Nationals right-hander Stephen Strasburg said earlier in the season that going just six innings wasn't cool anymore.
On Sunday, it must have felt really cool as Strasburg tossed 99 pitches in his first complete game shutout of his career, beating the Phillies 6-0.
Catcher Wilson Ramos said he was impressed because Strasburg battled through a tweak of his groin on his second pitch to Dominic Brown in the second inning, which could have unraveled the start before he even got going. However, Strasburg held on and then got rolling.
"He was very aggressive," Ramos said. "That was the key for him today. Early in the game, he was feeling something in his leg. I was thinking he would be out of the game soon. For me, today he was horse. He fought all game, he threw all nine innings, with a little soreness in his leg.
"I am very excited for him. Today he threw the ball really good, all the credit for him."
Strasburg said he didn't feel that great coming out of his pregame bullpen warmup,either. But Ramos said that was not an issue.
"The bullpen, it was a little bit of a struggle, but that is different," Ramos said. "During the game, it is very different. Same for us, during the batting practice, we don't feel good sometimes, but then we get in the game and we go 3-for-4, 4-for-4."
Strasburg began to gain momentum, registering six strikeouts from the second through the fourth innings. But it wasn't until Strasburg went 1-2-3 in the sixth that Ramos starting thinking about a complete game.
"After the sixth inning, I was thinking he could throw the complete game because he was throwing good, not too many pitches, that was a good day for him," Ramos said.
"Today, every pitch was working good. Everything was down in the zone. That is what he needed to do. I can call all the pitches in any situation. That was what we did today."
Pitching coach Steve McCatty said it was all about basic fundamentals for Strasburg. He kept his pitch count down, walked just the one batter, and kept having quick innings.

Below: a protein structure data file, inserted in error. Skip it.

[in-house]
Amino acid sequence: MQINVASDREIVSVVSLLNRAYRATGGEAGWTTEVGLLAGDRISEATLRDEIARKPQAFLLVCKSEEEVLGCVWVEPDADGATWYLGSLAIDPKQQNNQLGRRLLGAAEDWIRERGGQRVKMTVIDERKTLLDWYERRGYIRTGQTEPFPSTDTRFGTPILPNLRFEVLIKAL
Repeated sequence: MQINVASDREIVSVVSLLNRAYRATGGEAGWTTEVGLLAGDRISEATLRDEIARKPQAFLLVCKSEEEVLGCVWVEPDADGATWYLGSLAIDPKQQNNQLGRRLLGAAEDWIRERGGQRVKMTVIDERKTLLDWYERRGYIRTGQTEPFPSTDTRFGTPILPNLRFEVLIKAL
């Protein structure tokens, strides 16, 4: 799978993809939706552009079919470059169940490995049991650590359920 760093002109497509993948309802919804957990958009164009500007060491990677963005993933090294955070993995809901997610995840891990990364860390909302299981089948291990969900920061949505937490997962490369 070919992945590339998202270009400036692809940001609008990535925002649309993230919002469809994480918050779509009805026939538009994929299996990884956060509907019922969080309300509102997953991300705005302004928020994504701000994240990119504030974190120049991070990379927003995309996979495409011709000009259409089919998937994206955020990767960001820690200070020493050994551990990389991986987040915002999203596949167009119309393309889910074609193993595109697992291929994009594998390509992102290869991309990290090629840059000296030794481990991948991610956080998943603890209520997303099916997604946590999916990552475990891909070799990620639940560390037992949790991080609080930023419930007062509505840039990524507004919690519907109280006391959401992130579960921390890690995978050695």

"It was pretty much everything, just pounding the zone and getting ahead," McCatty noted. "Good velocity, good command. He was seeing both sides of the plate. From where I sit, it is hard to judge, but he got ahead and he threw the ball very well."
McCatty was surprised when told by the media that Strasburg had 10 strikeouts.
"He had that many?" McCatty asked. "I don't count. That's cool."
When McCatty was told Strasburg did give up that one walk to Brown, he had a different reaction.
"OK, that is the one I care about really,' McCatty said. "If you get ahead and you are able to put someone away quick, I have no problems with strikeouts. But when they are all 3-2 on everybody and foul balls, now we have a different thing. I have to go over this with you everything freaking time, don't I?"
McCatty was in his usual playful mood when discussing Strasburg's milestone. He did admit this was a special moment for the Nationals' most high-profile starter.
"I think it is always great for the guy to get his first shutout, no matter what, his first complete game," McCatty said. "He is definitely throwing the ball outstanding. Most people look at the wins and losses, and that is a shame because his numbers are really, really good. We said that three months ago.
"All you can do as a pitcher is go out there and give your team a chance to win, and he has pretty much done that just about every time out. But today was good for him, good for the team. I think he feels good finally getting that first nine-inning game in, the first shutout."